On March 16, Cook County State’s Attorney Kim Foxx announced that the Chicago police officers who fatally shot 13-year old Adam Toledo and 22-year old Anthony Alvarez would not face criminal charges. The shootings, which occurred only a few days apart, lead to mass protests in the summer of 2021. Since then, the Party for Socialism and Liberation has been organizing with the Alvarez family and other organizations to demand justice for those who have been killed at the hands of the Chicago Police Department.
On the evening of March 29, 2021, Toledo was shot and killed in the Little Village community on the West Side of the city. Officer Eric Stillman claimed that Adam Toledo was carrying a gun, but the body camera footage that was released 18 days after his death showed that Toledo’s hands were empty when he raised them in compliance with Stillman’s orders. Racist and victim-blaming narratives from the police continued to shift throughout the following months of the investigation, leading to protests and actions to demand clarity and justice for the slain teenager.
During the press conference, Foxx stated that, “Officer Stillman reacted to the perceived threat presented by Adam Toledo who he believed at the time was turning toward him to shoot him,” and that, “Based on the facts, the evidence and the law, we found that there’s no evidence to prove that Officer Stillman acted with criminal intent.”
Foxx went on to state that Stillman may have violated the city’s foot chase policy, but this is grossly inadequate considering that Stillman will still not face charges and may not even face disciplinary actions from the superintendent pending any further investigations.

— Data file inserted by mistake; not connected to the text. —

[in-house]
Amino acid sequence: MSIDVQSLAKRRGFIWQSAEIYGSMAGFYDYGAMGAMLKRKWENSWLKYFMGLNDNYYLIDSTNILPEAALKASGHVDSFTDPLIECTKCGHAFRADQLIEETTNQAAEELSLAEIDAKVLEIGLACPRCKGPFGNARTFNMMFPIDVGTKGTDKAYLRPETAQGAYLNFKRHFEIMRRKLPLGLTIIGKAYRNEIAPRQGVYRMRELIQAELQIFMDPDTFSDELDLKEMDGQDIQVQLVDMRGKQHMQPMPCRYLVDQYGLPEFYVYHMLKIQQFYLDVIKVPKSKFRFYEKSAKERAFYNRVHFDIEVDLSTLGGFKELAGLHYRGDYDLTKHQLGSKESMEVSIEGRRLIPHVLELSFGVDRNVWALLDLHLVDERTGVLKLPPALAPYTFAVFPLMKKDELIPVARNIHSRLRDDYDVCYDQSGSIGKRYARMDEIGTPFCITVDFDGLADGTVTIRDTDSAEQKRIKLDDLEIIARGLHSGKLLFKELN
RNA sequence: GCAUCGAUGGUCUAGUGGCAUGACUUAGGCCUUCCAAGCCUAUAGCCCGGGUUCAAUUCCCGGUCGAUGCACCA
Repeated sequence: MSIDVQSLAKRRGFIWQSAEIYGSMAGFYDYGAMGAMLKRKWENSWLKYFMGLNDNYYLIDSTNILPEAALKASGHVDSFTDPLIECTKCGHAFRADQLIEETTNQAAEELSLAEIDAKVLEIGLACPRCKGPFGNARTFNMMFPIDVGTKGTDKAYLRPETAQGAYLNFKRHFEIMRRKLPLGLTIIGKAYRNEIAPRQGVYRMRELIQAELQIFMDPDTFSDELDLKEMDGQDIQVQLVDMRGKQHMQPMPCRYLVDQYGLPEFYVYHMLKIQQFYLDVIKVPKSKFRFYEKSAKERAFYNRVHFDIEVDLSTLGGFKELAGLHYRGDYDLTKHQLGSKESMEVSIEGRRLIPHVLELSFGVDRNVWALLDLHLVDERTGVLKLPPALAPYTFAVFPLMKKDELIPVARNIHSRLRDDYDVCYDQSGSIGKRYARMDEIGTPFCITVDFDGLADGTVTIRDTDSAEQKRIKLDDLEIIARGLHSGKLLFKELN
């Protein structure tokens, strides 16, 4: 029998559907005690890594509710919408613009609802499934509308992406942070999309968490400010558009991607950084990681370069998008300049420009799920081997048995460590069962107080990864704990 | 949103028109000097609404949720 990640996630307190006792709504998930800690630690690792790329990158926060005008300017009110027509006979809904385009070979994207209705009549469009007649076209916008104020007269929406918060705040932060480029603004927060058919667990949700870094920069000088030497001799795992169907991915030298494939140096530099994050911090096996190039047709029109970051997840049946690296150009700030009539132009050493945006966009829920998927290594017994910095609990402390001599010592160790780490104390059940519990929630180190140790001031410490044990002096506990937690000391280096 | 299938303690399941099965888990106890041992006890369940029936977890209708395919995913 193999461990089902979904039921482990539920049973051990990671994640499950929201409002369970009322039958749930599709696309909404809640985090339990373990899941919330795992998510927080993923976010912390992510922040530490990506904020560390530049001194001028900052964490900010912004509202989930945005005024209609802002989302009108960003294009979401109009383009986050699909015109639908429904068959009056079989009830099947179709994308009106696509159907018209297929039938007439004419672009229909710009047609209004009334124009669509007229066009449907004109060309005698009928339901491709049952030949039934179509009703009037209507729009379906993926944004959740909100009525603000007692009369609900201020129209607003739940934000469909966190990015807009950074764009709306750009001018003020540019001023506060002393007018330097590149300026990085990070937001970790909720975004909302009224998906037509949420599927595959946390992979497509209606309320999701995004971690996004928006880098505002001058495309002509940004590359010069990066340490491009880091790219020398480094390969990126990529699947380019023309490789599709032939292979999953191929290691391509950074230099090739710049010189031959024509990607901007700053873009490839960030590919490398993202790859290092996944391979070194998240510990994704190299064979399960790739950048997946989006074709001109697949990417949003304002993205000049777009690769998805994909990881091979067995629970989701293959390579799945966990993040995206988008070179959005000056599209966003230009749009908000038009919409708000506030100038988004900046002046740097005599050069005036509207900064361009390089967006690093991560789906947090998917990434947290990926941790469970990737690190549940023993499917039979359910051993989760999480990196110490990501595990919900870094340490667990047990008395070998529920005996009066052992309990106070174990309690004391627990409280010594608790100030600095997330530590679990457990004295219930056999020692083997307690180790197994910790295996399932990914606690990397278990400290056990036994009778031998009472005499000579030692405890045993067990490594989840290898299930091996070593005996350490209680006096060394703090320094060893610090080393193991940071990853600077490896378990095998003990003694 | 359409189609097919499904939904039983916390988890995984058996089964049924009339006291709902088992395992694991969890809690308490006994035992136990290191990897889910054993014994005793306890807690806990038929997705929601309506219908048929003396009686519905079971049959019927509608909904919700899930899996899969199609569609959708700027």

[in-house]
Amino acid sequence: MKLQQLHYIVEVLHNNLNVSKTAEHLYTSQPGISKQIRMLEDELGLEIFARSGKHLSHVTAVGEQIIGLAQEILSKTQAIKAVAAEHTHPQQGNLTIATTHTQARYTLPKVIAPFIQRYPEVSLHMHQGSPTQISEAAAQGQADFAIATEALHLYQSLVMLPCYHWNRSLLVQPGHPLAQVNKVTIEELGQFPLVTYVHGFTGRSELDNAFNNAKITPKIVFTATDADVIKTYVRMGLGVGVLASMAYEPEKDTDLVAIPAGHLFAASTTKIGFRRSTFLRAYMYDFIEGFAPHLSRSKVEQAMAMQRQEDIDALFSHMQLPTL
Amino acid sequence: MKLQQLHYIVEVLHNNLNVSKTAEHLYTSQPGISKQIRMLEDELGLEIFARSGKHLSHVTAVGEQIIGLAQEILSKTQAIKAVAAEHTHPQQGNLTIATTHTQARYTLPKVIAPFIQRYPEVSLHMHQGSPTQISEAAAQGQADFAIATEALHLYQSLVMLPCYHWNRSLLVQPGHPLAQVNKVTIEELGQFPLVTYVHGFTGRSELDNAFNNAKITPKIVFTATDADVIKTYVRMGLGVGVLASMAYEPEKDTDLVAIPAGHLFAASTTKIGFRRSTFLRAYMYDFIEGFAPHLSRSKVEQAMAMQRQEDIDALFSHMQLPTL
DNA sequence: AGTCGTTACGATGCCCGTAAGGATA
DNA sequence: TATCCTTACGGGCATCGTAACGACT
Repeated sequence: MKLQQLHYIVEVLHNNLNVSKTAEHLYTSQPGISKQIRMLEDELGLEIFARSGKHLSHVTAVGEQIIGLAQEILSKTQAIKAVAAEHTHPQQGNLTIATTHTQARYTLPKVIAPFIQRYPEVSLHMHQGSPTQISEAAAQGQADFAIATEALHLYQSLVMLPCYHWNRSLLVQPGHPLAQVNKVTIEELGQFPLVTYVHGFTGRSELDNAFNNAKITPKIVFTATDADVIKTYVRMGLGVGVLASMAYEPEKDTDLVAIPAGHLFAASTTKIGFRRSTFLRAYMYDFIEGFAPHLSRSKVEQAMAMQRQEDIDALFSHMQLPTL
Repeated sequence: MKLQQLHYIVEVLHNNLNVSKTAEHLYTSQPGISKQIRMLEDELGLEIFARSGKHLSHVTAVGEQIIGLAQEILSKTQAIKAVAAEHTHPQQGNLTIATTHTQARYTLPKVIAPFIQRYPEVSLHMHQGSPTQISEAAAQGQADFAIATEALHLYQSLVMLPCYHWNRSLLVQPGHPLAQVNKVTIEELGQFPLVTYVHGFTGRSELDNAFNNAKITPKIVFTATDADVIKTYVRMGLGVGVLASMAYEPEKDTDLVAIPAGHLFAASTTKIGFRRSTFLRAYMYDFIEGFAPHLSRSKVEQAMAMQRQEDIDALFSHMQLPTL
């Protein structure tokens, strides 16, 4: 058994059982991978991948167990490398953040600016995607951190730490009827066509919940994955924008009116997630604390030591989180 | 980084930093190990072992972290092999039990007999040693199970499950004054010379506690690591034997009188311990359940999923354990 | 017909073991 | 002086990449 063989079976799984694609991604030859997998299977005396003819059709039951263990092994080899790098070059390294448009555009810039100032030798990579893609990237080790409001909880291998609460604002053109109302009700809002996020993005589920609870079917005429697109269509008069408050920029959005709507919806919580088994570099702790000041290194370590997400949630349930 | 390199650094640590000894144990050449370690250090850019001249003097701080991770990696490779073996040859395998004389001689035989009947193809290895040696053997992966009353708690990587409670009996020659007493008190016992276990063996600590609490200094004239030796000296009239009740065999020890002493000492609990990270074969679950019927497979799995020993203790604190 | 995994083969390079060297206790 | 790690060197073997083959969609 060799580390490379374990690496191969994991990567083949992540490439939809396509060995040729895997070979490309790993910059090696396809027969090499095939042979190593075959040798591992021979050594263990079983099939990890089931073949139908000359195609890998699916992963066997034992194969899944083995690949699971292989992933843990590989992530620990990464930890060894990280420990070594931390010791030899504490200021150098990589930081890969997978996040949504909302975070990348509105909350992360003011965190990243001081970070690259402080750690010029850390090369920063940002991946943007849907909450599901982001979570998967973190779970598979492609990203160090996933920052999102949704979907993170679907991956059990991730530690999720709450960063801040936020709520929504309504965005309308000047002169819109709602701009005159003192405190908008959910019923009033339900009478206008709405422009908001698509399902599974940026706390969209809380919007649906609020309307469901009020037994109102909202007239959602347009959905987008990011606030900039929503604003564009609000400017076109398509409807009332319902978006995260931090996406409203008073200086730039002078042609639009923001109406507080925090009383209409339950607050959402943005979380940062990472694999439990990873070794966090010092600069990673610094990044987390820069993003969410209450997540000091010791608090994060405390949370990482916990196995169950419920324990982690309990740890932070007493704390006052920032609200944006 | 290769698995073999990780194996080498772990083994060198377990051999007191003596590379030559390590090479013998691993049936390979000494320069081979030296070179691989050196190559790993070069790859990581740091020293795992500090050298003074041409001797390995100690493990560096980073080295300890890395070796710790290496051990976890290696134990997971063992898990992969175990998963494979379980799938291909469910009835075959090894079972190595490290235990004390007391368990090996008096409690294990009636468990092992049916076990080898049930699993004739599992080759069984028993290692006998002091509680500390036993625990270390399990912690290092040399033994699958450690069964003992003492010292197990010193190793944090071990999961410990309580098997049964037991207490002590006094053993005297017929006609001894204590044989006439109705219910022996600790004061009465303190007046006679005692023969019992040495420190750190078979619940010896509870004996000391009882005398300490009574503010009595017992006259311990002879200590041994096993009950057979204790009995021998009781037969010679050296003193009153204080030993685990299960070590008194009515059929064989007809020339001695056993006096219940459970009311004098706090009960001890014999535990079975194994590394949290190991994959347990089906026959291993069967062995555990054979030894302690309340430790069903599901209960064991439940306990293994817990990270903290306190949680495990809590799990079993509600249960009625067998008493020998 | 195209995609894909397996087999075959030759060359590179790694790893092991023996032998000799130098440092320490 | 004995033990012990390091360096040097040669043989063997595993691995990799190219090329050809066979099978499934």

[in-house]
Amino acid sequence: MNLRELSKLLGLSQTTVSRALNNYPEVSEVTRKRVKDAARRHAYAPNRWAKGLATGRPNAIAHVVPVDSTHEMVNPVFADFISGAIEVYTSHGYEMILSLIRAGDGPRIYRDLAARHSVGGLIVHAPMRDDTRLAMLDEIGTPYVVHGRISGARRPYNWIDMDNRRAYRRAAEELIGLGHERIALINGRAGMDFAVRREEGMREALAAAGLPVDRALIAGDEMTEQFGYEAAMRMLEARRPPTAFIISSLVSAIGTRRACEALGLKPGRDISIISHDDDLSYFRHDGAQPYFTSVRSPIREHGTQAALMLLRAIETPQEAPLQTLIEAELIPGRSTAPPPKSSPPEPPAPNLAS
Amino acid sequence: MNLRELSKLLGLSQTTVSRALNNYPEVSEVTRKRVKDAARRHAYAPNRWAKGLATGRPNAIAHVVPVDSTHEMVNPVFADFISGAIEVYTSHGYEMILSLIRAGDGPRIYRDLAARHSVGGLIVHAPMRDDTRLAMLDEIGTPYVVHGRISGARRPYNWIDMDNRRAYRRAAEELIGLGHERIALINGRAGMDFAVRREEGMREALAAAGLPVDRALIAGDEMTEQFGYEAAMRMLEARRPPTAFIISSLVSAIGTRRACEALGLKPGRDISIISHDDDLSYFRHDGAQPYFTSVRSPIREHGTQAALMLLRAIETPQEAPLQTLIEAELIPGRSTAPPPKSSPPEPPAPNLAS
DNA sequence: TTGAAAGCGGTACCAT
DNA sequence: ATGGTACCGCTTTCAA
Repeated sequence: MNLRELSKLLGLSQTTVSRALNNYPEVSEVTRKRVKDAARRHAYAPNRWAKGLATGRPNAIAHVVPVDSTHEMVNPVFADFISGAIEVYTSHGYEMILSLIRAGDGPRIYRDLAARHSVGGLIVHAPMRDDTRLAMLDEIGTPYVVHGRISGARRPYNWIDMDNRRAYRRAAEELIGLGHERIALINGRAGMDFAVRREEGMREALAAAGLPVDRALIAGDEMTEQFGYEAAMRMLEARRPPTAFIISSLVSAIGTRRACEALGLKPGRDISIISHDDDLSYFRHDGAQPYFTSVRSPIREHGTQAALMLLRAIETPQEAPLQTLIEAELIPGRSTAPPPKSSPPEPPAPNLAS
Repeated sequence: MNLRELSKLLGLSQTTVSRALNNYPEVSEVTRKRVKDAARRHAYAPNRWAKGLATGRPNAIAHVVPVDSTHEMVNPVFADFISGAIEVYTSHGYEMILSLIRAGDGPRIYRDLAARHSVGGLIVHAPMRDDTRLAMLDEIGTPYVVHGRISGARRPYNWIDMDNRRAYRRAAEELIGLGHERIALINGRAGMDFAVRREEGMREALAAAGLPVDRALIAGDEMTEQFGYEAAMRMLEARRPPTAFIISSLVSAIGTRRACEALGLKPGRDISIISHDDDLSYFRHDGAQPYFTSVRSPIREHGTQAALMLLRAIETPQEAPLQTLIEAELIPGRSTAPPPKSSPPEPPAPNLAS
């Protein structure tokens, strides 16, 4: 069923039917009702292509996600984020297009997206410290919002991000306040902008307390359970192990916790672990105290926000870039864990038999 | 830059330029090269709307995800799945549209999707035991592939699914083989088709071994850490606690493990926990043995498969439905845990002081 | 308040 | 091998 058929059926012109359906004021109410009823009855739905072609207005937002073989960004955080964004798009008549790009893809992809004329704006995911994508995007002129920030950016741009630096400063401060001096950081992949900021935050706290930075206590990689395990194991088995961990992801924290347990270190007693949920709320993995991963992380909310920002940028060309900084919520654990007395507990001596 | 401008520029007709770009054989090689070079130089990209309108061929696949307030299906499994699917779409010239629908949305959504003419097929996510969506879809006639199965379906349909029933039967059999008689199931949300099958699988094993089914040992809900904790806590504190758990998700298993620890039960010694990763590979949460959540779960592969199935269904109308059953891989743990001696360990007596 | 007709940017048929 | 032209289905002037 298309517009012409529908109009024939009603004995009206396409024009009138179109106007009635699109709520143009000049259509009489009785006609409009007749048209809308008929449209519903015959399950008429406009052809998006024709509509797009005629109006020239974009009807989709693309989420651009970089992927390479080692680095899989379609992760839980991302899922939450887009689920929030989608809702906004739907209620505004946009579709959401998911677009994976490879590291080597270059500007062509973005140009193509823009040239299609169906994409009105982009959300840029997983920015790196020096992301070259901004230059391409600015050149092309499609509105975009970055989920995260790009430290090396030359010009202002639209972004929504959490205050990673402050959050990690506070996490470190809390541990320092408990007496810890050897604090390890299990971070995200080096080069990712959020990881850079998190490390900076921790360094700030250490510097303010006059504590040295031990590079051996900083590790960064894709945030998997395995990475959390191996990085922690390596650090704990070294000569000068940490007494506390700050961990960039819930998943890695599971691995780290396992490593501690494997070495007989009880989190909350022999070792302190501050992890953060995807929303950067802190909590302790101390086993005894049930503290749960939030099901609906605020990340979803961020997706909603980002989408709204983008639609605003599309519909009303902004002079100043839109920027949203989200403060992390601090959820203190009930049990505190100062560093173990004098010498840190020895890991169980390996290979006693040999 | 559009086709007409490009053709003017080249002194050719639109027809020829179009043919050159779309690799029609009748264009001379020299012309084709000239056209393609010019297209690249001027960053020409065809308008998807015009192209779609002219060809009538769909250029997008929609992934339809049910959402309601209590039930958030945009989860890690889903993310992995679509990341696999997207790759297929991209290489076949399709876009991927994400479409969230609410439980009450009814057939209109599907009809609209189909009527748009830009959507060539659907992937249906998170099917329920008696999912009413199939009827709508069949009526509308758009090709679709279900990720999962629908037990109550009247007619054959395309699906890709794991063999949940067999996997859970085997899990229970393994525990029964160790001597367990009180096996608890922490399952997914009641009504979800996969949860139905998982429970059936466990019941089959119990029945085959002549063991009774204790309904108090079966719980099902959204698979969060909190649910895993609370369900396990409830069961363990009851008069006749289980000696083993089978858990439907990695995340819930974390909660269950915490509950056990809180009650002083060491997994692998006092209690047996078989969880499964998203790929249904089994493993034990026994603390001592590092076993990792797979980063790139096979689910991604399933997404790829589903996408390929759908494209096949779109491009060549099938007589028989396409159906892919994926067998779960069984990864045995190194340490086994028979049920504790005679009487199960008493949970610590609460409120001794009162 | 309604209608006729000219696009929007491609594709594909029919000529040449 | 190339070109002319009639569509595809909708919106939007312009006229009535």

Two days after Toledo’s death on March 31, 2021, Anthony Alvarez was killed by police officer Evan Solano while making his way home. Alvarez was leaving a gas station with snacks when Solano and his partner made an unprompted stop that culminated in Alvarez fleeing before being shot in the back near his house in the Portage Park neighborhood on the city’s Northwest Side.
Alvarez’s family has consistently questioned why Alvarez was the target of harassment and has received no solid answers. In addition, the family has faced continued harassment from the 16th precinct police and the right-wing aldermen in the neighborhood, in the form of intimidation at protests and even destroying memorials created in memory of Alvarez. Through the strength and support of the community surrounding them, the Alvarez family withstood these fascist threats and created a “little library” in honor of Alvarez at the site where he was killed.
Foxx, after revealing that no criminal charges would be filed, attempted to leverage criticism towards Solano and his partner by saying that the officers “created the conditions in which the use of deadly force became necessary.” Not only was the criticism short-sighted, but it showed the negligence of the criminal justice system to provide solutions to the plague of police terror. The hypocrisy was clear: If the police were creating the conditions for the deaths of Adam and Anthony, then they were also culpable.